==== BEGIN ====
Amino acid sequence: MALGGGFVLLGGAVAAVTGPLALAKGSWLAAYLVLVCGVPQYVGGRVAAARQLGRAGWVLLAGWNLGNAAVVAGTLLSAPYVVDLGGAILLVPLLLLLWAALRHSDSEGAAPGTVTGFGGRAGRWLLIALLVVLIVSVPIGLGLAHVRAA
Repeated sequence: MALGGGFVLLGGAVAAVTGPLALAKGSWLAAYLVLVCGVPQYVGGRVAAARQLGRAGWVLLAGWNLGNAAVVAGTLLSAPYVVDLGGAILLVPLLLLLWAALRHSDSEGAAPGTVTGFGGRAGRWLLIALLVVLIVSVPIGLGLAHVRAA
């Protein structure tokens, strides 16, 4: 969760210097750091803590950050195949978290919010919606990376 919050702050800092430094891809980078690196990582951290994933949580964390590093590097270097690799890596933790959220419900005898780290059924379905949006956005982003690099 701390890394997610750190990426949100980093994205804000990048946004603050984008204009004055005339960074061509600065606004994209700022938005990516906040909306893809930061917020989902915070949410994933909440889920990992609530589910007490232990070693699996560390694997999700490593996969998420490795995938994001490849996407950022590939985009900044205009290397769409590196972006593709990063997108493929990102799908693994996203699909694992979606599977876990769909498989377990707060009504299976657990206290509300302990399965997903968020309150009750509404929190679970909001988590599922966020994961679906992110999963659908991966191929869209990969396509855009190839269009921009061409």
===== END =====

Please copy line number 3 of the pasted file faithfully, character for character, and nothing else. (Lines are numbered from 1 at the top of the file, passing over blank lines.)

């Protein structure tokens, strides 16, 4: 969760210097750091803590950050195949978290919010919606990376 919050702050800092430094891809980078690196990582951290994933949580964390590093590097270097690799890596933790959220419900005898780290059924379905949006956005982003690099 701390890394997610750190990426949100980093994205804000990048946004603050984008204009004055005339960074061509600065606004994209700022938005990516906040909306893809930061917020989902915070949410994933909440889920990992609530589910007490232990070693699996560390694997999700490593996969998420490795995938994001490849996407950022590939985009900044205009290397769409590196972006593709990063997108493929990102799908693994996203699909694992979606599977876990769909498989377990707060009504299976657990206290509300302990399965997903968020309150009750509404929190679970909001988590599922966020994961679906992110999963659908991966191929869209990969396509855009190839269009921009061409």